If Philosophy Were Religious: Part Second


The second of a two-part post… you can find the first installment here.


Recently, a new minority has become active; folks who are willing to speak out against extreme philosophical positions and to challenge the demagoging old guard of dogmatized philosophy. They are called “moderates” or “liberals” and many of them think that neither Rationalists nor Empiricists have the corner on Truth.

Moderates believe that many paths may lead to the source of True Knowledge. Some even believe that Empiricists and Rationalists are right at the same time. They point to the fact that The Empiricalon and The Rationalists Creed promote thinking as a guide to living a fruitful and healthy life, and argue that certain philosophical concepts point us in the same direction — the great and inspirational philosophical books, however, make far more exclusive claims.

Some Moderates go so far as to assert that knowledge may come partly from Experience and partly from Mind; oddly, though, they continue to wear the old labels of their philosophy — Rationalist or Empiricist — skewing statistics and creating the guise of philosophic-homogeneity that in reality does not exist.

This skewing confounds not only researchers, but it falsely elevates the leaders of philosophy. Rationalists, for example, claim over a billion adherents worldwide, giving great authority to their supreme philosopher, the Phope, while adherents themselves hold many views anathema to Rationalist doctrine. Moderates nevertheless cling to the labels for various and unclear reasons, even in the face of continuing philosophical intolerance and violence perpetuated by so-called True Philosophers.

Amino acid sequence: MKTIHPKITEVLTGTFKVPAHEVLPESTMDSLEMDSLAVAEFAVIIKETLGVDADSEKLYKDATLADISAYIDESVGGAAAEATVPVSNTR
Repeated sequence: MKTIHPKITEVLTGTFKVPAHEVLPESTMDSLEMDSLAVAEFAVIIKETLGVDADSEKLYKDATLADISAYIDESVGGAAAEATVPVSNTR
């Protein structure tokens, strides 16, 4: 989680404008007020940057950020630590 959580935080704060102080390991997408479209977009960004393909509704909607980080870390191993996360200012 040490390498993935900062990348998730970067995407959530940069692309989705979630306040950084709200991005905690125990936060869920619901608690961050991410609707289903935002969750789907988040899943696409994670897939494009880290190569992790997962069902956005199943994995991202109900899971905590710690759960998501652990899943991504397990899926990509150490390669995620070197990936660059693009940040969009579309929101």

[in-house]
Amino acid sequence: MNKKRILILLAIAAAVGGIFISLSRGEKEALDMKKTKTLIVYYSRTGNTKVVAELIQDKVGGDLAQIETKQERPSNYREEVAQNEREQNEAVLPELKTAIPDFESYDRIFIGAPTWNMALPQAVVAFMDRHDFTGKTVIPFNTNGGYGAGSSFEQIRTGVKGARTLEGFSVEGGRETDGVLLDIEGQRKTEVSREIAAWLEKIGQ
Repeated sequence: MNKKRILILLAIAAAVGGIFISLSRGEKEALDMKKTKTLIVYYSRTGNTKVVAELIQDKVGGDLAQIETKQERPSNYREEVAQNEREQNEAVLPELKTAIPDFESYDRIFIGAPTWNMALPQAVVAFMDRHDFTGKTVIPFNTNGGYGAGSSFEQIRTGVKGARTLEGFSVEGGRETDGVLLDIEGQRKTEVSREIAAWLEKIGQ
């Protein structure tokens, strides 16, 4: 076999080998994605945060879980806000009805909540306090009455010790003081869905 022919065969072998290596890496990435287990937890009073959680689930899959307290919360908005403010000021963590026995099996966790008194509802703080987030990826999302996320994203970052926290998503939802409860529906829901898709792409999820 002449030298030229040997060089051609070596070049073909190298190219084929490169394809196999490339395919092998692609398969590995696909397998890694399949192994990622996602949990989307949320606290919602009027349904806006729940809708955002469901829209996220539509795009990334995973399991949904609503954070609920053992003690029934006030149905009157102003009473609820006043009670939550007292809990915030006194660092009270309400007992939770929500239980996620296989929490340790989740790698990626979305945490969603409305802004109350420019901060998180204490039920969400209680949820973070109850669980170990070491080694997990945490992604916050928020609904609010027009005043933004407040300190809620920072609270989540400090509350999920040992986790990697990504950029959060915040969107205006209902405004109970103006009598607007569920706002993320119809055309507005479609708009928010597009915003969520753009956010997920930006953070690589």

A further curiosity, one found in both schools, are large numbers of members who have never read the philosophical texts nor learned the key tenets of their philosophy, yet still emphatically call themselves Empiricist or Rationalist (even taking great offense if their ill-informed philosophical views are not respected). For example, some Empiricists do not know the meaning of a posteriori — thinking it an anatomical term. And some Rationalists do not know why Mind is held in such high regard or the many miracles attributed to it. They know not that one’s Mind may provide answers to life’s deepest and most complex problems — or so Rationalists assert.

To be fair, both philosophies promote thinking, yet some adherents do not know that thinking each day can enrich one’s life — or even that the power of thinking  has been shown (anecdotally at least) to be as useful in regular life as it is in deep philosophical trances. It should be mentioned, however, science has never adequately backed-up the miraculous claims of thinking championed by either school of thought.

The final oddity is the known fact that Rationalists come from Rationalist families and Empiricists from Empiricist families. What is strange about this fact is not the close correlation to one’s upbringing, but that followers of each philosophy do not recognize the label they wear is often an accident of birth. Again, we must keep in mind the long and bloody history between these schools and the deep social taboos against marrying outside of one’s philosophy.

In any case, it is remarkable that liberal and moderate followers of each philosophy continue to wear such potentially divisive labels. Even those who are aware of those labels’ arbitrary nature, who stand opposed to the highly-charged environment in which both philosophers and politicians leverage philosophy for personal gain, seem unreasonably attached to these old ways of defining themselves.